In May 2014, when Narendra Modi’s National Democratic Alliance (NDA) ran and won against the incumbent United Progressive Alliance (UPA) Government on a platform of anticorruption and growth, very few were surprised. UPA’s second term was paralyzed by a string of mega-corruption scandals, including the 2G scam and Coal–Gate, pointing to entrenched crony capitalism and raising public fury. A country that had had enough with lackluster economic performance and widespread corruption kicked into survival mode and set aside its deep misgivings about a man with a troubling past. India was desperate for an efficient administrator and an uncorrupted leader—and Modi promised both.
After Modi became Prime Minister, many Indian businessmen grumbled that they had lost access to the Government—a fact hailed by the Indian media as evidence that he was finally cleaning house and cracking down on crony capitalism. However, more recent reports suggest that the Cronyism of Many has simply been replaced by the Cronyism of One. The Indian media is rife with reports hinting at a troublingly close relationship between the Prime Minister and a Gujarat-based industrialist who is one of the latest entrants to the Indian billionaire’s club (See reports here, here, here and here).
To be clear, such allegations do not necessarily imply that the PM himself is corrupt. Nonetheless, in this context even the appearance of corruption can be damaging. High officeholders in a country like India, where endemic corruption and crony capitalism have historically prevented the nation from achieving its full potential, ought to be held to much higher standards of probity.
The PM may be flirting within the permissible boundaries of business-government collaboration and may even get away with it using personal charisma, strong economic performance, and the lack of clarity in laws governing such relations. However, in the interest of keeping the high offices of the country beyond reproach, it is time to have a relook at the laws governing business-government relations in India. A good place to start will be the Conflict of Interest (COI) provisions for India’s Executive and Legislative branches. Unfortunately, the current COI regime for Indian public office holders is weak and ineffectual:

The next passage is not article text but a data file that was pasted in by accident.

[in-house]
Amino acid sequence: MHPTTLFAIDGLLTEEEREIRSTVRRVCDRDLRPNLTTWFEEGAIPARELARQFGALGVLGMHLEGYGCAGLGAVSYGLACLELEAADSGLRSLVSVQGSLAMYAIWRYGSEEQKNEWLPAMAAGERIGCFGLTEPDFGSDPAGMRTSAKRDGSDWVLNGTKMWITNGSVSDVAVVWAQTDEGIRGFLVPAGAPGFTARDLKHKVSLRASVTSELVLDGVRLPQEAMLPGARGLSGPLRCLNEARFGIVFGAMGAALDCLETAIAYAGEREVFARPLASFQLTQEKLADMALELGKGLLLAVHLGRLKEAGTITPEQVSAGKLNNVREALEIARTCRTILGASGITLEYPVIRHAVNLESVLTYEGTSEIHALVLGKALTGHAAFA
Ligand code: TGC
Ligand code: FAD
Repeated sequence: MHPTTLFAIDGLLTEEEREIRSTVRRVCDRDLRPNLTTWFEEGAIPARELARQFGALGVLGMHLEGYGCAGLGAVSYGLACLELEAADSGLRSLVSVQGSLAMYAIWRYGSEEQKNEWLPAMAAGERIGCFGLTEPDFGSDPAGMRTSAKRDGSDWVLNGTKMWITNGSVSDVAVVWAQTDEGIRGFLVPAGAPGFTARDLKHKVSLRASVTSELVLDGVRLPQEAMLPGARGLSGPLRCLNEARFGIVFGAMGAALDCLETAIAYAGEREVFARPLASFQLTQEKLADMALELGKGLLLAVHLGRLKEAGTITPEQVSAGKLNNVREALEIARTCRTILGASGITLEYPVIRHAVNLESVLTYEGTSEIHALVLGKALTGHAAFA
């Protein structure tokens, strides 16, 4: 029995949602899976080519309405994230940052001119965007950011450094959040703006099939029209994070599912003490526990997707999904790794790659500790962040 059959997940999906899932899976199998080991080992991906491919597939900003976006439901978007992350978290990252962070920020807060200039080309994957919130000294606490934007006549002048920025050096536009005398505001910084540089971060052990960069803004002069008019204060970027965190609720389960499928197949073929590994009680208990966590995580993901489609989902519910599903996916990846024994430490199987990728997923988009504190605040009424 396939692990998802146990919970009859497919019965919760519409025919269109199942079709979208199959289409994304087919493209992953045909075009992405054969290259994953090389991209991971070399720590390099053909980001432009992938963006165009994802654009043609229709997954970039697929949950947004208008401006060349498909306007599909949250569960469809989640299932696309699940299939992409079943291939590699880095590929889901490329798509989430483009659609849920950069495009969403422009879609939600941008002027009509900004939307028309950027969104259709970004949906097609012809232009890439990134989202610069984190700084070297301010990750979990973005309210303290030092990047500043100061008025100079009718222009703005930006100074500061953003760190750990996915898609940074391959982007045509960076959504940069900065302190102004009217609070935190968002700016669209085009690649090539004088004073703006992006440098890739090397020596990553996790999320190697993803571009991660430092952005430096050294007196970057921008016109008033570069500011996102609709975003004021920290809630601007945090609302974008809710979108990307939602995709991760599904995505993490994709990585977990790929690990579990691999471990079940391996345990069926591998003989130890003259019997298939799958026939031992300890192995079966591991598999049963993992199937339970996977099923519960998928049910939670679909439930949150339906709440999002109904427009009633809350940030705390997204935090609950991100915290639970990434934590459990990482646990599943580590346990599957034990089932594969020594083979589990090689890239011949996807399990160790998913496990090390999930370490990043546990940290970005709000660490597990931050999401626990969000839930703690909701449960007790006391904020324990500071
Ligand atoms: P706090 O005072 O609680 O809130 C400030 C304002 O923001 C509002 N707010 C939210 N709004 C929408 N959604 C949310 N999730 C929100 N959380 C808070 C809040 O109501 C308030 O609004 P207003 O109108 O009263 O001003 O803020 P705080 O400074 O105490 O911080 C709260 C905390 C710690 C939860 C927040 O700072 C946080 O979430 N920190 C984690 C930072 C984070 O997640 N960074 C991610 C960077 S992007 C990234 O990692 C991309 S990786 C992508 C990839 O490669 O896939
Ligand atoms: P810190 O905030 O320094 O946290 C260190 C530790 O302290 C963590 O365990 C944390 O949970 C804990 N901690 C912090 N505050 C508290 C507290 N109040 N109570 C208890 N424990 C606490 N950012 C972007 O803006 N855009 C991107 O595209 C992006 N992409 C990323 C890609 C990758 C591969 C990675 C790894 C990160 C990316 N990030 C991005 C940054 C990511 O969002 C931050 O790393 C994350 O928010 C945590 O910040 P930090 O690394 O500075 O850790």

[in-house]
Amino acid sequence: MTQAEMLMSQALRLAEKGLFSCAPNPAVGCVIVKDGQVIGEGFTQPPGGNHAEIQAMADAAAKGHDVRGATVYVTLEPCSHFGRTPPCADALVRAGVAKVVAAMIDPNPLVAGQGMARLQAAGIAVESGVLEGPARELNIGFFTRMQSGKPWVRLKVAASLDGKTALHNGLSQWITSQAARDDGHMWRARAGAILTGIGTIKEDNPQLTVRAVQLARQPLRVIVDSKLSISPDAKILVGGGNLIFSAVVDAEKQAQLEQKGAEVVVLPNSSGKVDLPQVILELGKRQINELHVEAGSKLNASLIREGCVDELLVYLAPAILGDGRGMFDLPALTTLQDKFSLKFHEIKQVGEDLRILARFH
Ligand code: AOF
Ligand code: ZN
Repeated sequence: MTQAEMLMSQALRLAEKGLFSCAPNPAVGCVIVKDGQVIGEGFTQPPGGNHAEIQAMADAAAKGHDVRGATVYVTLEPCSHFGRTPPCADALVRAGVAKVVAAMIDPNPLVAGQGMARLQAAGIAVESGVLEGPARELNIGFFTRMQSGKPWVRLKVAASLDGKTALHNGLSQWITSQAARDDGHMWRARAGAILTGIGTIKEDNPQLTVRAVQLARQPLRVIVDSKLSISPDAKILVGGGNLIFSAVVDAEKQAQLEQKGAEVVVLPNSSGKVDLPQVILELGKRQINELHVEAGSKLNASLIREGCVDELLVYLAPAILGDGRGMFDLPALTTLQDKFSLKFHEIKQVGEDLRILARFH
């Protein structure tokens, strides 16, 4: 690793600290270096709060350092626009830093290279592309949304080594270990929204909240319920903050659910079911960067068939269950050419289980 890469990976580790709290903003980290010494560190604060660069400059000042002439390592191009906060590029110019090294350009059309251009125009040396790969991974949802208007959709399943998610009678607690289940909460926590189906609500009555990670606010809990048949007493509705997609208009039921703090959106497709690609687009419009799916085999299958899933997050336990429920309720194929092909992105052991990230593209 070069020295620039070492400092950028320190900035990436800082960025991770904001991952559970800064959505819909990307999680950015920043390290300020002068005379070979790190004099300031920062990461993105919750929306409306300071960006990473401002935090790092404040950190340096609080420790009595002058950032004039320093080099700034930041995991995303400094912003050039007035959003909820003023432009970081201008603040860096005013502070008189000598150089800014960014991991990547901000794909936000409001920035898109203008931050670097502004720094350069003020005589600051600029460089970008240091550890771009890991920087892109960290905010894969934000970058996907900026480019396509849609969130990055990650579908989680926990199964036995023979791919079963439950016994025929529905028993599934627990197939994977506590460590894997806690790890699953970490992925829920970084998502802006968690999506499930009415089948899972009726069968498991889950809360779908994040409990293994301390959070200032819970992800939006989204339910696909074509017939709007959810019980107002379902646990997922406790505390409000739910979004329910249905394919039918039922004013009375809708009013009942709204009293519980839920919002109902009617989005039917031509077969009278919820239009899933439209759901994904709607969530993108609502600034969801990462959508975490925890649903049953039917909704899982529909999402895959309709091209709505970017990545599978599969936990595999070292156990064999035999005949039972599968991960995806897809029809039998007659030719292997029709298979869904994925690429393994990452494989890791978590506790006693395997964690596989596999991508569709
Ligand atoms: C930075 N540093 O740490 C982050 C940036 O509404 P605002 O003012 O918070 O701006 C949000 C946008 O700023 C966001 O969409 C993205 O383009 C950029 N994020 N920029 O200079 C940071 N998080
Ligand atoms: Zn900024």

- Vague definition: The term “conflict of interest” does not have a clear definition in the rules and procedures governing the Indian Parliament. Precedents from previous court cases suggest that “reasonable public perception of fairness” should be the deciding factor. Articles 102(1) and 191(1) of the Indian Constitution only provide for disqualification of Members of Parliament or State Legislatures for simultaneously holding an “office of profit,” a term which is not defined and has been open to multiple interpretations and legal disputes.
- Weak or absent regulations: While there are separate codes of conduct for Ministers and for members of the Rajya Sabha (Upper House) that broadly require them to declare their assets and liabilities, sever all business connections, and refrain from accepting gifts, there are no penalties outlined for breach of such codes. While the Lok Sabha (House of the People) Members of Parliament (MPs) are required to declare their interests and, and the Lok Sabha has a regulation on acceptable gifts, there is no formal code of conduct for MPs, nor does there appear to be a code of conduct for the office of Prime Minister himself.
- Feeble enforcement: COI has been wielded as a convenient stick by incumbent governments to exclude members of the opposition from important posts, or to strike back-door deals with the opposition (see here and here for COI allegations during the UPA regime). Yet genuine enforcement of COI rules remains weak. Many examples could be used to illustrate this sad fact; one of the most glaring is the fact that an MP of the ruling government who owns a tobacco factory continues to serve as a member of the parliamentary committee setting the rules for tobacco sale–even after this MP made statements denying he link between tobacco and cancer.